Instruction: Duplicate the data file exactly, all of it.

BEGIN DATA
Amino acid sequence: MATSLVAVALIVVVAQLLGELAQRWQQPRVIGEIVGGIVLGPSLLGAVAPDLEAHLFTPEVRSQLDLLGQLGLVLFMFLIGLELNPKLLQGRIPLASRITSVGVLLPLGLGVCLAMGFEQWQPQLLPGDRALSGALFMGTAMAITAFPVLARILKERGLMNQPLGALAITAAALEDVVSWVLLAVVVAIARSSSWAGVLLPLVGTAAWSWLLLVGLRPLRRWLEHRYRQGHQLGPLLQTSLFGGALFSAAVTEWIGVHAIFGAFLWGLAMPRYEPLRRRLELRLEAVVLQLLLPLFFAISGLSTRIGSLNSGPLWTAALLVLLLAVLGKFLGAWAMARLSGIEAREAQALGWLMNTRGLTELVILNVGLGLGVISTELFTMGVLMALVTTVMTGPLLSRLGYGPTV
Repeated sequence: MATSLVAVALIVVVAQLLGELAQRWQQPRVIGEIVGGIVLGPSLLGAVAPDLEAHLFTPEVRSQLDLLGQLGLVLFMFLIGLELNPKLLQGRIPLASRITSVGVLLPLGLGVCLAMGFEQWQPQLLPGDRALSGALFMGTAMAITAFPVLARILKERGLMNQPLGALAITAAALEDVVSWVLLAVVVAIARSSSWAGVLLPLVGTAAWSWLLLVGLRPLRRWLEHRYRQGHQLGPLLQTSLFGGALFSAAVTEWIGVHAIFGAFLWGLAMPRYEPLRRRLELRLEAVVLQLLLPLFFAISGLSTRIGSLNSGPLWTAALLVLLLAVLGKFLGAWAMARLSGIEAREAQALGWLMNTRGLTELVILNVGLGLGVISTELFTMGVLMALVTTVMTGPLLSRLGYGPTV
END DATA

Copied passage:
Amino acid sequence: MATSLVAVALIVVVAQLLGELAQRWQQPRVIGEIVGGIVLGPSLLGAVAPDLEAHLFTPEVRSQLDLLGQLGLVLFMFLIGLELNPKLLQGRIPLASRITSVGVLLPLGLGVCLAMGFEQWQPQLLPGDRALSGALFMGTAMAITAFPVLARILKERGLMNQPLGALAITAAALEDVVSWVLLAVVVAIARSSSWAGVLLPLVGTAAWSWLLLVGLRPLRRWLEHRYRQGHQLGPLLQTSLFGGALFSAAVTEWIGVHAIFGAFLWGLAMPRYEPLRRRLELRLEAVVLQLLLPLFFAISGLSTRIGSLNSGPLWTAALLVLLLAVLGKFLGAWAMARLSGIEAREAQALGWLMNTRGLTELVILNVGLGLGVISTELFTMGVLMALVTTVMTGPLLSRLGYGPTV
Repeated sequence: MATSLVAVALIVVVAQLLGELAQRWQQPRVIGEIVGGIVLGPSLLGAVAPDLEAHLFTPEVRSQLDLLGQLGLVLFMFLIGLELNPKLLQGRIPLASRITSVGVLLPLGLGVCLAMGFEQWQPQLLPGDRALSGALFMGTAMAITAFPVLARILKERGLMNQPLGALAITAAALEDVVSWVLLAVVVAIARSSSWAGVLLPLVGTAAWSWLLLVGLRPLRRWLEHRYRQGHQLGPLLQTSLFGGALFSAAVTEWIGVHAIFGAFLWGLAMPRYEPLRRRLELRLEAVVLQLLLPLFFAISGLSTRIGSLNSGPLWTAALLVLLLAVLGKFLGAWAMARLSGIEAREAQALGWLMNTRGLTELVILNVGLGLGVISTELFTMGVLMALVTTVMTGPLLSRLGYGPTV